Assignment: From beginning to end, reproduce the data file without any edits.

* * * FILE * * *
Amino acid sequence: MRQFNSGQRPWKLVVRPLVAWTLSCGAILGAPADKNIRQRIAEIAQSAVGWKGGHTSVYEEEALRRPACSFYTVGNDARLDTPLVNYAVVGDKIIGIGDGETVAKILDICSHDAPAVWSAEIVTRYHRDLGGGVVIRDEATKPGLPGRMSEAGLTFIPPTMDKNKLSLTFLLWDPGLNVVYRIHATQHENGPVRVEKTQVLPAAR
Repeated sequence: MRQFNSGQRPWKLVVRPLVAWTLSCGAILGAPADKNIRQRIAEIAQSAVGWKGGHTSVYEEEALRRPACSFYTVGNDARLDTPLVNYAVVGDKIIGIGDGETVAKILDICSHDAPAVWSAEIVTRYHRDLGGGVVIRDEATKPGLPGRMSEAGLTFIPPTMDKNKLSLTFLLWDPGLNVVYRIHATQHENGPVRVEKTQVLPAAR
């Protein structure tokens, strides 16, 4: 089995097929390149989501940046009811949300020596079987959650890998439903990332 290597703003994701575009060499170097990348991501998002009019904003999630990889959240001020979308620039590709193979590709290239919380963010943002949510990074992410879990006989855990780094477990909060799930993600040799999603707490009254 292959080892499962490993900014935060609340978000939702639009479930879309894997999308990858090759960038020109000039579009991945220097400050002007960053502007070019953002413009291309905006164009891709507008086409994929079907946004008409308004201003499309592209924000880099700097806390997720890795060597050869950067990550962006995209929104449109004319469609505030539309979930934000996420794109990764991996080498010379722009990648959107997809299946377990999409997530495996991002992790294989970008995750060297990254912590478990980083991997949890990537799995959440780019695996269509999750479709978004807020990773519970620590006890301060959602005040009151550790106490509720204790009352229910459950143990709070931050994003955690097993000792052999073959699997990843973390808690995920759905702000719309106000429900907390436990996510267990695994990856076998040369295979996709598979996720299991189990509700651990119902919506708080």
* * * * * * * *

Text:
Amino acid sequence: MRQFNSGQRPWKLVVRPLVAWTLSCGAILGAPADKNIRQRIAEIAQSAVGWKGGHTSVYEEEALRRPACSFYTVGNDARLDTPLVNYAVVGDKIIGIGDGETVAKILDICSHDAPAVWSAEIVTRYHRDLGGGVVIRDEATKPGLPGRMSEAGLTFIPPTMDKNKLSLTFLLWDPGLNVVYRIHATQHENGPVRVEKTQVLPAAR
Repeated sequence: MRQFNSGQRPWKLVVRPLVAWTLSCGAILGAPADKNIRQRIAEIAQSAVGWKGGHTSVYEEEALRRPACSFYTVGNDARLDTPLVNYAVVGDKIIGIGDGETVAKILDICSHDAPAVWSAEIVTRYHRDLGGGVVIRDEATKPGLPGRMSEAGLTFIPPTMDKNKLSLTFLLWDPGLNVVYRIHATQHENGPVRVEKTQVLPAAR
């Protein structure tokens, strides 16, 4: 089995097929390149989501940046009811949300020596079987959650890998439903990332 290597703003994701575009060499170097990348991501998002009019904003999630990889959240001020979308620039590709193979590709290239919380963010943002949510990074992410879990006989855990780094477990909060799930993600040799999603707490009254 292959080892499962490993900014935060609340978000939702639009479930879309894997999308990858090759960038020109000039579009991945220097400050002007960053502007070019953002413009291309905006164009891709507008086409994929079907946004008409308004201003499309592209924000880099700097806390997720890795060597050869950067990550962006995209929104449109004319469609505030539309979930934000996420794109990764991996080498010379722009990648959107997809299946377990999409997530495996991002992790294989970008995750060297990254912590478990980083991997949890990537799995959440780019695996269509999750479709978004807020990773519970620590006890301060959602005040009151550790106490509720204790009352229910459950143990709070931050994003955690097993000792052999073959699997990843973390808690995920759905702000719309106000429900907390436990996510267990695994990856076998040369295979996709598979996720299991189990509700651990119902919506708080």